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Slow response to Missing Women recommendations

Sandra Gagnon is still recovering from loss of her sister Janet Henry. - Colleen Flanagan/The News
Sandra Gagnon is still recovering from loss of her sister Janet Henry.
— image credit: Colleen Flanagan/The News

The announcement this week that the children of Willie Pickton’s victims will be compensated is good news, but why is it taking government so long to take such action, asks the sister of one of his victims.

Maple Ridge resident Sandra Gagnon’s sister Janet Henry is believed to have been murdered by the serial killer, but DNA evidence was never found at the scene. She was worried that her niece Debra Chartier-Pijnenburg would not be among those receiving $50,000 in compensation.

There was anecdotal evidence Henry was one of the pig farm’s victims. She was seen with Pickton, and a partial plate from her dental work was found in the dirt at the farm. The Missing Women’s Task Force concluded that her life ended there. Henry had lived in Maple Ridge before falling into life on Vancouver’s Downtown East Side.

The family found out on Wednesday that Henry’s daughter will be among the 98 children of Pickton’s victims to be compensated.

“I’m happy for her,” said Gagnon. “Debra has grown up to be a fine young lady.”

However, she added that no amount of money can make amends.

“In reality, $50,000 is nothing, compared with what happened to the women,” said Gagnon.

The funds have been a long time coming said lawyer Neil Chantler, who has been representing the families of 13 Pickton victims in a civil lawsuit related to the loss of their mothers.

“It would have been preferable if the government moved more quickly on these recommendations,” he said, noting compensation was one of the key recommendations of the Missing Women Commission of Inquiry.

He said $50,000 is the maximum that would have been awarded by courts in a successful civil suit.

“The law is woefully inadequate,” said Chantler, adding that the province needs an updated Wrongful Death Act. “We must reform the law.”

Wally Oppal wrote Foresaken: The Report of the Missing Women Commission of Inquiry.

“There never will be enough money to compensate those people who lost mothers and lost aunts and lost loved ones,” said Oppal. “Money can never compensate that. But the law tries to do its best by compensating the people who suffered losses and money’s the only measure that we have in compensating that loss.”

The $50,000-per-child compensation offer is intended to provide the children of the women with an opportunity to enhance their education, housing or other circumstances as they progress with their lives, said a government press release.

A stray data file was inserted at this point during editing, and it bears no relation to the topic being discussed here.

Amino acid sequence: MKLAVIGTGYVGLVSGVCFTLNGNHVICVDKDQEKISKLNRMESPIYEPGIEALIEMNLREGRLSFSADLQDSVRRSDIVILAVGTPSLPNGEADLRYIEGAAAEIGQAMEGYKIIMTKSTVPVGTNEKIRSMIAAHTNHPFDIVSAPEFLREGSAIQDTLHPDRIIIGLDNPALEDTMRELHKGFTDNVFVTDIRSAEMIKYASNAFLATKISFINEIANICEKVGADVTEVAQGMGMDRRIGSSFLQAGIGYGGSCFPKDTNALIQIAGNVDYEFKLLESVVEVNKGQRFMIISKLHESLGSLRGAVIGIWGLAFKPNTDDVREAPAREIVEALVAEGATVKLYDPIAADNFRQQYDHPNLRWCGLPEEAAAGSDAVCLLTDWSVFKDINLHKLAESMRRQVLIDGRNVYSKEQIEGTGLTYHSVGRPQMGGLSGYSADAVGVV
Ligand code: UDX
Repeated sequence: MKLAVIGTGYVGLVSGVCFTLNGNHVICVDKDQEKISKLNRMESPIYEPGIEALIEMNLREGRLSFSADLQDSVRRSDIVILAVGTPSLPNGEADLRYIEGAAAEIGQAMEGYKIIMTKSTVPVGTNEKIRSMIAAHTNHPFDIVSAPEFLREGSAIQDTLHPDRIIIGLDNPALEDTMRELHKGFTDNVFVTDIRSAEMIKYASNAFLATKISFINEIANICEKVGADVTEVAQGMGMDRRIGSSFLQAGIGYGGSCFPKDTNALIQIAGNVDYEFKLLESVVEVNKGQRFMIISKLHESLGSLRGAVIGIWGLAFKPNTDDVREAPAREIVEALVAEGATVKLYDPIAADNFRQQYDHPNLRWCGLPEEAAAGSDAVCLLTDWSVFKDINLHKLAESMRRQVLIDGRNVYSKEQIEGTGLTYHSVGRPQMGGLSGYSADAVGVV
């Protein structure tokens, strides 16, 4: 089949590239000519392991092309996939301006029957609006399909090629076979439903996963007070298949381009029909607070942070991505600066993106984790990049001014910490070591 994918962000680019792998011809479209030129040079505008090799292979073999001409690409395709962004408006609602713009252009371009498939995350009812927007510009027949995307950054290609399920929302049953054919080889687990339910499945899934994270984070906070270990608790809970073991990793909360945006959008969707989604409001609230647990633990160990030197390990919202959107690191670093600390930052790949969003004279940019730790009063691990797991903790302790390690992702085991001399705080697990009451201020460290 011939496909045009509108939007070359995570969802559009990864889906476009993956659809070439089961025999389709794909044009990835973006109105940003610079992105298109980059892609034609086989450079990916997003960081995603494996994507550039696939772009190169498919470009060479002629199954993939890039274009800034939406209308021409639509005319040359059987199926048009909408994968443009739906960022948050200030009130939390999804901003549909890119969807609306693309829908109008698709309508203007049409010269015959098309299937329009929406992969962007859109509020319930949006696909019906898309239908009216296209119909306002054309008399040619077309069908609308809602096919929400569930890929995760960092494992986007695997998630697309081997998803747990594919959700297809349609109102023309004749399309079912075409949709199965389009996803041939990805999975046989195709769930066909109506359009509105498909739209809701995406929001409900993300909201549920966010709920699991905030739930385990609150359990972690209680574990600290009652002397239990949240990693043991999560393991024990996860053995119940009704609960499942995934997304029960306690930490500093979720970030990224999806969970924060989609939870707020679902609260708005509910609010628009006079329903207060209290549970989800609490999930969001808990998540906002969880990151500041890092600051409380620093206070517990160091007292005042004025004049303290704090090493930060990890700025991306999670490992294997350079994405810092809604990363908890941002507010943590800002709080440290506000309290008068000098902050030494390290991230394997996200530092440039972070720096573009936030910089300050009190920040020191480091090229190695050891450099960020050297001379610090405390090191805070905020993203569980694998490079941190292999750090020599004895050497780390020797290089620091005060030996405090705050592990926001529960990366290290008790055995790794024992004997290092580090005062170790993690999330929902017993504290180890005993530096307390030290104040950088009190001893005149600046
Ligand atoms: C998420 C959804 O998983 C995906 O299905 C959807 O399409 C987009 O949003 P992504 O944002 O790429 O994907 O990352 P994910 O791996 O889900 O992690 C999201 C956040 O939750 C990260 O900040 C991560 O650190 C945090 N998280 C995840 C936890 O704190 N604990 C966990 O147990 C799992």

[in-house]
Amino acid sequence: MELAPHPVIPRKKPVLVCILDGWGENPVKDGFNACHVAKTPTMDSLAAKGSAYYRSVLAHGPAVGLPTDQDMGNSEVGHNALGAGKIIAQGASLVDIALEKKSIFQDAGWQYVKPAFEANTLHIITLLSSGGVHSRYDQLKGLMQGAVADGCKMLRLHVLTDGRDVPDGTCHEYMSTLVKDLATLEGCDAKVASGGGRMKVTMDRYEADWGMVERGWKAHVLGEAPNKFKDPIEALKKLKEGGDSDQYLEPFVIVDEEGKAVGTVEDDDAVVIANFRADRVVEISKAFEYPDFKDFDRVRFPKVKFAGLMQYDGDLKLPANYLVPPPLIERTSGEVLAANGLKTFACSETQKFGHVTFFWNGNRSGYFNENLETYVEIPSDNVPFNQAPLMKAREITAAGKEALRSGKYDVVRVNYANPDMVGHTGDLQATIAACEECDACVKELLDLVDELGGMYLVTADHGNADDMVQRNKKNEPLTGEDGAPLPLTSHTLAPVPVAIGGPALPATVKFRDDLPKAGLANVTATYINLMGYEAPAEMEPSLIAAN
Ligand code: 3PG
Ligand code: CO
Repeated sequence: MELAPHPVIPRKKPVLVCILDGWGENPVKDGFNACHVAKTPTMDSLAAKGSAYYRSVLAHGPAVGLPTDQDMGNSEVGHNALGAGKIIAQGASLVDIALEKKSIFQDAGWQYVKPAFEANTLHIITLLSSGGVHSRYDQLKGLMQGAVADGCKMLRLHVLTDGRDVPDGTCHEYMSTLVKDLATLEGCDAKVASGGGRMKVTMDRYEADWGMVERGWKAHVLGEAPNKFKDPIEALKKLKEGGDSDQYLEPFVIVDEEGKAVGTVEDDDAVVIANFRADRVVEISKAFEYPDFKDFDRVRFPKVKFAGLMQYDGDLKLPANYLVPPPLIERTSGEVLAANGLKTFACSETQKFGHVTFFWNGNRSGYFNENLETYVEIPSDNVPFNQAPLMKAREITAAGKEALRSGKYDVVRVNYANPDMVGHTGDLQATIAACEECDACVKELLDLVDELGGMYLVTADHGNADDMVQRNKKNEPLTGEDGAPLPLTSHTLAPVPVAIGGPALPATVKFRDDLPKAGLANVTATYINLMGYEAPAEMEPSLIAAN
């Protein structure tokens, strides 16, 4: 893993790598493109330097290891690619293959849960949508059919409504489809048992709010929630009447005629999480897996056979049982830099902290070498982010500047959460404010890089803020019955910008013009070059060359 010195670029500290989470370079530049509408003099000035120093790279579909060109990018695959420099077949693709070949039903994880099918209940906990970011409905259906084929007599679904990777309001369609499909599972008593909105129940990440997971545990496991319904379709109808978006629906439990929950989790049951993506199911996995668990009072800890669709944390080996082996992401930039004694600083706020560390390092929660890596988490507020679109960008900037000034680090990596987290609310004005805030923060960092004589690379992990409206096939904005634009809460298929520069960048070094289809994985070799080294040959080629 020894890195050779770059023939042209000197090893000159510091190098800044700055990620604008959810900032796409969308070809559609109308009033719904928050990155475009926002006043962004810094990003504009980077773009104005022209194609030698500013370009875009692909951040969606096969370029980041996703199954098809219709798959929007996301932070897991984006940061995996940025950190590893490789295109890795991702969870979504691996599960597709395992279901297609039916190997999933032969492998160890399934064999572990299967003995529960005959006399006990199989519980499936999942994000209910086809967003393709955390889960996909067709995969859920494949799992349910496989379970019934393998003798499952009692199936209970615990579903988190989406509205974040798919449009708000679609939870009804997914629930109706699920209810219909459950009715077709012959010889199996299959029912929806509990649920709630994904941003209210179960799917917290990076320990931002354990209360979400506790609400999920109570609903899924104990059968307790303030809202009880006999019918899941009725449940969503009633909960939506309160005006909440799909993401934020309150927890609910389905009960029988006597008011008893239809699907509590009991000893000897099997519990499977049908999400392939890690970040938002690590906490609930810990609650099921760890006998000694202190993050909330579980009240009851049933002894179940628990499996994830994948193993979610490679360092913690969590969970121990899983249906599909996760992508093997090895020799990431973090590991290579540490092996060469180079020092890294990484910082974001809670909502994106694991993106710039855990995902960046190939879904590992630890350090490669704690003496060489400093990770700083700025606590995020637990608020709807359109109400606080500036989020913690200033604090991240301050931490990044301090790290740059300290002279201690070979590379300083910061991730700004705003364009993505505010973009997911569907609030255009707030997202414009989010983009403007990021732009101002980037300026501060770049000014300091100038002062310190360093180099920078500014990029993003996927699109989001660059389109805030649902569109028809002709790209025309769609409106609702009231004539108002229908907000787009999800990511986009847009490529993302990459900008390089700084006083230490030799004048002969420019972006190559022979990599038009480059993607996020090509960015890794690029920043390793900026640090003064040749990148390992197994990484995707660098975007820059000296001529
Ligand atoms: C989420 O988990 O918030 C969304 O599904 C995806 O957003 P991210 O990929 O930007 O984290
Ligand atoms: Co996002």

Pickton, a multimillionaire pig farmer, was convicted in 2007 of six counts of second-degree murder, and 20 more charges were stayed by the Crown. He confessed to 49 murders, to an undercover officer posing as a cellmate. The remains or DNA of 33 women were found on the farm.

Government support for the healing of other family members of the victims was also recommended by Wally Oppal.

“I myself suffered so much, because of what Robert Pickton did to my sister,” said Gagnon, who said she still suffers from post traumatic stress disorder.

She said the trial details were “the most excruciating and ugly thing I’ve ever heard of.”

Her brother Lance was following the Pickton trial. The testimony gave him nightmares, and he wasn’t sleeping. He suffered heart failure while sitting at a home computer, she said.

“He went to the court so much, and it took a toll on him.”

Chantler said he would like to see a follow-up announcement of some action to help these family members – “adult siblings and parents who have been through absolute hell in this process.”

He said government-funded counselling, and memorializing the victims seems appropriate.

Gagnon has attended trauma counselling, and said “I’m doing a whole lot better.”

Oppal also recommended more shelters and services for women on the street in both the Downtown East Side and throughout the province.

Chantler would also like to see more provincial action on that recommendation, noting there is a lot of work to do throughout the region.

“Surrey is woefully lacking in services,” he said. “I don’t know the status in Maple Ridge, but I’m sure it’s not as good as it should be.”

 

 

 

 

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